In this video John Danaher teaches how to do the perfect mount escape. Danaher is big on the concept of “wedges” for control, and getting inside these “wedges” for defense and escape. He makes use of a power shrimp initially (not to be confused with a sliding shrimp, as he explains) to get a knee between himself and one of Bernardo Faria’s wedges (his leg). Special attention is paid to how the lead knee is inverted towards the ground in order to gain clearance past Faria’s leg.
Nice details here not only on the mount escape, but on different ways of shrimping, and what their uses are.
In this video Roy Marsh talks about some of the fallacies surrounding who you should roll with and who you shouldn’t. He mentions that many white belts tell him that they don’t like to roll with upper belts because they feel that they would be wasting the upper belt’s time. But as stated in the video, it’s important for all belt levels to roll with all other belt levels, in addition to different weight ranges and genders. This is how you will develop the most well rounded game. As Joe Rogan says, in order to get good at jiu jitsu you “go and find people who are just learning, but they’re not as good as you, and you choke the f&*k out of them”. Funny quote, but it highlights a good point, higher belts get better at offense by working against lower belts, lower belts get better at defense by rolling with upper belts (in addition to the benefits gained from feeling the technique in live action applied by an upper belt).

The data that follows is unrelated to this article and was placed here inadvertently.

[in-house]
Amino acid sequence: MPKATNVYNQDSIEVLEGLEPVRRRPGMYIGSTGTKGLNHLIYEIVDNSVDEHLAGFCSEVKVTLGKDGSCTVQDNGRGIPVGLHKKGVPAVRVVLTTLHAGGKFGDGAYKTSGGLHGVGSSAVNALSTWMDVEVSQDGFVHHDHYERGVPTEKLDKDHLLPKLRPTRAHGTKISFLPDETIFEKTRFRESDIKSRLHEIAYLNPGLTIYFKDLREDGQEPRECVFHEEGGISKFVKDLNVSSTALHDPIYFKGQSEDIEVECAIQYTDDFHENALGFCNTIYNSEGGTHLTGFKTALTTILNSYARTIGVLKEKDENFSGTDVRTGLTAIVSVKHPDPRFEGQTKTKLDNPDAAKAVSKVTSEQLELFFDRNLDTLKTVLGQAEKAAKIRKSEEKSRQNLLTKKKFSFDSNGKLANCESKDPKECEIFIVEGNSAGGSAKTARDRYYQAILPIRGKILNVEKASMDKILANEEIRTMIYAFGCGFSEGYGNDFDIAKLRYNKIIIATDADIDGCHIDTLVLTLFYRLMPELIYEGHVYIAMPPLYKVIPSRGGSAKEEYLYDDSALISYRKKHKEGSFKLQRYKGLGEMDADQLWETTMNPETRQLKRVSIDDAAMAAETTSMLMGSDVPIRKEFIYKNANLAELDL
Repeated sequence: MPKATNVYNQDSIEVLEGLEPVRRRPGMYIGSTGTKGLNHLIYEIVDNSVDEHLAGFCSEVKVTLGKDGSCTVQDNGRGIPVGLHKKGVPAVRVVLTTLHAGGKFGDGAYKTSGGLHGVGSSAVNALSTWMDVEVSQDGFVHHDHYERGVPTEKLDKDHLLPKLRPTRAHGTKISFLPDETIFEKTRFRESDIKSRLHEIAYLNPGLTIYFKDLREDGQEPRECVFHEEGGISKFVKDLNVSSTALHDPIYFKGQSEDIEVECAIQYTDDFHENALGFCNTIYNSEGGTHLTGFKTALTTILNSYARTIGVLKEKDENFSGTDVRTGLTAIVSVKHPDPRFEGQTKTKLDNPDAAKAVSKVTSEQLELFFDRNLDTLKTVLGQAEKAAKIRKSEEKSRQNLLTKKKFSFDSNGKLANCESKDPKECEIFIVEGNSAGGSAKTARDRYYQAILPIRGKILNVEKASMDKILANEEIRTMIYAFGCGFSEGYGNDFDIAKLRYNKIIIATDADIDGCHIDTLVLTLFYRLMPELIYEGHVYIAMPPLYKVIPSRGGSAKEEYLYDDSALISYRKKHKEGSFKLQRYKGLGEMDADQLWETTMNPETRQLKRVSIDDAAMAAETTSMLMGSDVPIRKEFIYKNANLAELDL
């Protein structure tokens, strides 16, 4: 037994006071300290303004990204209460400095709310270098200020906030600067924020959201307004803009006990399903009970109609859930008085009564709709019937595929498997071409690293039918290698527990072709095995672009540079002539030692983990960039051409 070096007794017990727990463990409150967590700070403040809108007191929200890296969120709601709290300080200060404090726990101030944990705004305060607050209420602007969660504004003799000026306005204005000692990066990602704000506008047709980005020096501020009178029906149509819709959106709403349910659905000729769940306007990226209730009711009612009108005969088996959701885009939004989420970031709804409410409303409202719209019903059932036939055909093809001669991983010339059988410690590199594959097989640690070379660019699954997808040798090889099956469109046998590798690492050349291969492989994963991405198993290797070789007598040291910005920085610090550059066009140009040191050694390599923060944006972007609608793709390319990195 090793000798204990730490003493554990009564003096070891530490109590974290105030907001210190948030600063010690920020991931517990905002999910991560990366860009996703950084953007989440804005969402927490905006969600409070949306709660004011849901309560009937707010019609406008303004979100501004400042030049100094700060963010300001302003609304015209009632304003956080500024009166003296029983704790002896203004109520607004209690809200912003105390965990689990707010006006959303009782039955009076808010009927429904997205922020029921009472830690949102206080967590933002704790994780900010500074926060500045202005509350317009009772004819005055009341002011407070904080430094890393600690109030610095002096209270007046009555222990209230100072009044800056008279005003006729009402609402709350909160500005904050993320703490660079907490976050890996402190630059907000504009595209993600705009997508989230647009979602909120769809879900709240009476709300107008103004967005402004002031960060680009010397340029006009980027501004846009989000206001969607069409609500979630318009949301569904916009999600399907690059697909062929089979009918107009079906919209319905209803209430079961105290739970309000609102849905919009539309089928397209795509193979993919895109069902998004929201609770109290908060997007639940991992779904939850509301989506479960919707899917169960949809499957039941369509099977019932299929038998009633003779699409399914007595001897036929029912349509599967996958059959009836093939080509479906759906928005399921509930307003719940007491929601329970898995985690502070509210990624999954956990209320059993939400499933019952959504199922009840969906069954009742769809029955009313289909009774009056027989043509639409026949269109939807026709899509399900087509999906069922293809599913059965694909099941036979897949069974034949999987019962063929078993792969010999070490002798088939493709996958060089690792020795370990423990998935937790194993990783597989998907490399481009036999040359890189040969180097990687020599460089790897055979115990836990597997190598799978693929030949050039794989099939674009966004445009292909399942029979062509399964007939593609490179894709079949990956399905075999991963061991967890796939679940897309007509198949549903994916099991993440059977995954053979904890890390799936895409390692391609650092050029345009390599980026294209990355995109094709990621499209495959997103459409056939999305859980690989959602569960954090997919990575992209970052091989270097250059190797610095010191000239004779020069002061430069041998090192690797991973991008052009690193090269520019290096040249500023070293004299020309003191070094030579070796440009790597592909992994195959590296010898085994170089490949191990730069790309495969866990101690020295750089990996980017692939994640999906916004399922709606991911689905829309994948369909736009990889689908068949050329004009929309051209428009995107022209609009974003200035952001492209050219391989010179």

In the video below, Professor Ryan goes into some detail regarding how the Pareto Principle can be used to improve your jiu jitsu game. As he states in the video, if you know one hundred moves, maybe ten of those moves would account for 50% of your success on the mat.
To take this further, the 80/20 principle finds that it’s actually 80% of your effort that will lead to 20% of your success.
So what does this mean? Essentially that you should identify the moves that lead to your greatest successes, and concentrate your training on those moves. Not the exclusion of others of course. You’ll still want to learn new stuff, refine moves that maybe aren’t coming as naturally, etc. But the core of your training should be focused on improving those moves which are already winners for you. At least according to the Pareto Principle.
Professor Ryan gives one caveat in this video: if your best moves are complex moves such De La Riva, at the expense of fundamentals, then you should really focus on sharpening up your fundamentals. You may be a wizard at flying armbars, but those kinds of moves will never be as high-percentage in success as a good old-fashioned Mata Leão.